Upstairs on the third floor, in her corner room, Sue Danely awoke with a jerk. She was hearing things about fat teapots and then people screaming and wailing. “Oh Lord,” she thought, “I hope nothing is on fire.” She frantically grabbed her dressing gown and tied the belt. It was getting worse. Her mind by now had cleared to be able to make out that the intercom had sprung to life on a Saturday morning! She quickly threw a glance at her bedside small clock. It was quarter to five in the morning -- hardly a time for tea and tea pots. “Of course someone was singing silly idiotic nursery rhymes into the intercom,” she thought.
She grimaced as the intercom burst intro a torrent of untrained shrill voices. She involuntarily shuddered and grabbed a hairbrush thinking – “ragging – she should have known that the girls would do something!” She came out of her room just as the next door opened to reveal surprised looking girls. The nursery rhyme had now changed to something about a cat and a fiddle and she shook her head not knowing whether to laugh or be angry. But first she had to stop this performance. She marched down the corridor, hairbrush in hand. “Actually,” she wondered, “why on earth am I carrying a hairbrush? Am I going to spank those seniors?”
Several doors had opened and yawning bewildered girls had stepped out and were now looking at each other.
“I know this nursery rhyme,” a girl in a blue night suit was saying, “My nephew always sings it…”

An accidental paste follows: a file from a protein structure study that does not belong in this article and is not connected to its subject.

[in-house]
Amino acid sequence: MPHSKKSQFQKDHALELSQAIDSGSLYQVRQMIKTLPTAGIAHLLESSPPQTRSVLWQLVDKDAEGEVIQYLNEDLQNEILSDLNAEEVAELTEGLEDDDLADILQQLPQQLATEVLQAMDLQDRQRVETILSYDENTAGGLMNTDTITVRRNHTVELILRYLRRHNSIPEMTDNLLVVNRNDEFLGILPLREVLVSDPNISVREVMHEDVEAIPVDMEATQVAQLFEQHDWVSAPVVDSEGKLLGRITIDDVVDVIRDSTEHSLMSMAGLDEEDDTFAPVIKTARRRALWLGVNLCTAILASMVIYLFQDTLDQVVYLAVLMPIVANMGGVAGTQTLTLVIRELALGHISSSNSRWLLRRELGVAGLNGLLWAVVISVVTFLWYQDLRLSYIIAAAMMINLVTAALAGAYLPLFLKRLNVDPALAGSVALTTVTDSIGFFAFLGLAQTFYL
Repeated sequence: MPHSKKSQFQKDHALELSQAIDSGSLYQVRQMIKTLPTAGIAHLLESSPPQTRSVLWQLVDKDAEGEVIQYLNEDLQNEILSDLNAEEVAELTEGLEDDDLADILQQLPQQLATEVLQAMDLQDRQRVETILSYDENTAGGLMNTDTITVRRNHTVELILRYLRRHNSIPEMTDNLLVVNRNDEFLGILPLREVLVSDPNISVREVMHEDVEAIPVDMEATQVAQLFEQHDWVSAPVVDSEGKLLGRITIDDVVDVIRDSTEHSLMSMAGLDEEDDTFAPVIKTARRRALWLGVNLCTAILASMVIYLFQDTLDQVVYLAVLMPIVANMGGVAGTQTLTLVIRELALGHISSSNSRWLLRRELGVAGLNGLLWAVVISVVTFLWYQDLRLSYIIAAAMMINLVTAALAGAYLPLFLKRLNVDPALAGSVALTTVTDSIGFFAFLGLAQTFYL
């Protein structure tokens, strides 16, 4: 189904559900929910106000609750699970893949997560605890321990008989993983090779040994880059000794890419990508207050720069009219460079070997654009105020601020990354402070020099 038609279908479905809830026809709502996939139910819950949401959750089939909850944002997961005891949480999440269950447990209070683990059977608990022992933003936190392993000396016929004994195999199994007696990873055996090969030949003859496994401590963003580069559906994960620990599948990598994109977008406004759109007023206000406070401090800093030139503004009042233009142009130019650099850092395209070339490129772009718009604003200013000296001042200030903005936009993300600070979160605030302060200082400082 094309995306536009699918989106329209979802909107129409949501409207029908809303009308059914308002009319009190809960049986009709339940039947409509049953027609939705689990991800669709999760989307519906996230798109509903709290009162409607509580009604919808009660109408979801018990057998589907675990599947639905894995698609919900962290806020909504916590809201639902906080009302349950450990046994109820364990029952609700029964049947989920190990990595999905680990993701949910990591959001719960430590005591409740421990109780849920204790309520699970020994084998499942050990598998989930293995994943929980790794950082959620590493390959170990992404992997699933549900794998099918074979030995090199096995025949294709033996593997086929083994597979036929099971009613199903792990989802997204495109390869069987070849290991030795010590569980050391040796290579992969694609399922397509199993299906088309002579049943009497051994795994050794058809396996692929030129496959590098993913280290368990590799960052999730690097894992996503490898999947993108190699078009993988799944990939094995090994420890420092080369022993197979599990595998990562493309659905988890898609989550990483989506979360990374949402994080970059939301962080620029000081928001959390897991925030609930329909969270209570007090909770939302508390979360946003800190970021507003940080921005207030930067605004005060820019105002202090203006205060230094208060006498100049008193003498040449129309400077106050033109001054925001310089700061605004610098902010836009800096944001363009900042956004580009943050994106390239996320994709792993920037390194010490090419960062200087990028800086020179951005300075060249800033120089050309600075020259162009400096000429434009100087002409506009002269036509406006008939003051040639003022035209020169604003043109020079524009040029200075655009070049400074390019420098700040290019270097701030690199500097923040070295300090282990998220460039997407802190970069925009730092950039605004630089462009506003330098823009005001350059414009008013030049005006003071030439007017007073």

“My dad usually puts on holy songs early in the morning, but this is the first time…” another girl was saying.
Matron took the stairs two at a time and nearly ran into Gayatri Raghav on the second floor landing. “Gayatri also,” noted Sue Danely, “had hurriedly put on her dressing gown and was racing to catch the culprits.”
“….the cat and the fiddle, the cow jumped over the moon..” crackled the intercom.
“Awful - positively awful -- this girl evidently does not know how to sing…” commented Matron climbing down the stairs. The rhyme ended and there was a complete silence and Gayatri heaved a sigh of absolute relief. But it was not over. The intercom was revived again -- this time in the form of a deep bass voice.
“Yankee doodle went to town…”, it began.
“Oh, God! It is getting worse…” observed Matron doubling her speed. “Maybe I should join the national racing hurdles team. I am pretty good at climbing down things….”
Gayatri hid a smile and then smothered a laugh as the intercom continued, ‘riding on a pony, he stuck a feather in his cap and called it…”
“Macaroniiiii…” this was sung in unrestrained chorus. Sue Danely followed by Gayatri Raghav finally reached the ground floor landing and headed towards the reception.
Lata was dreaming -- she was a princess in red finery and bedecked with jewels, fleeing on a black stallion with her handsome beloved Prince, away from the city fortress- escaping into the wild- galloping across the grassy terrain along the shimmering blue waters… Umm…..
Lata smiled contentedly -- she was enjoying herself but suddenly her romantic adventurous dream took on a rather funny…silly turn -- the black proud stallion turned into a white furry pony and her charming Prince turned into a brown teapot and started to jig about! Lata frowned in her sleep- this dream was certainly strange -- then suddenly the teapot jumped down from the pony and ran towards the river! Lata, in her dream, climbed down and rather to her surprise saw the moon appear in the sky with a fat tubby cat curled around it for company! And before she could run back to her city, the teapot made an appearance this time playing hockey with a silver spoon -- to add to the confusion, the cat started meowing loudly, and spewing feathers from its mouth. Her pony decided not to be left out and started dancing- the grass turned to Macaroni! And then Mrs. Gopal appeared on the scene, clad in inky black with narrow top hat grinning wickedly, carrying the brown tea pot! And then BOOM!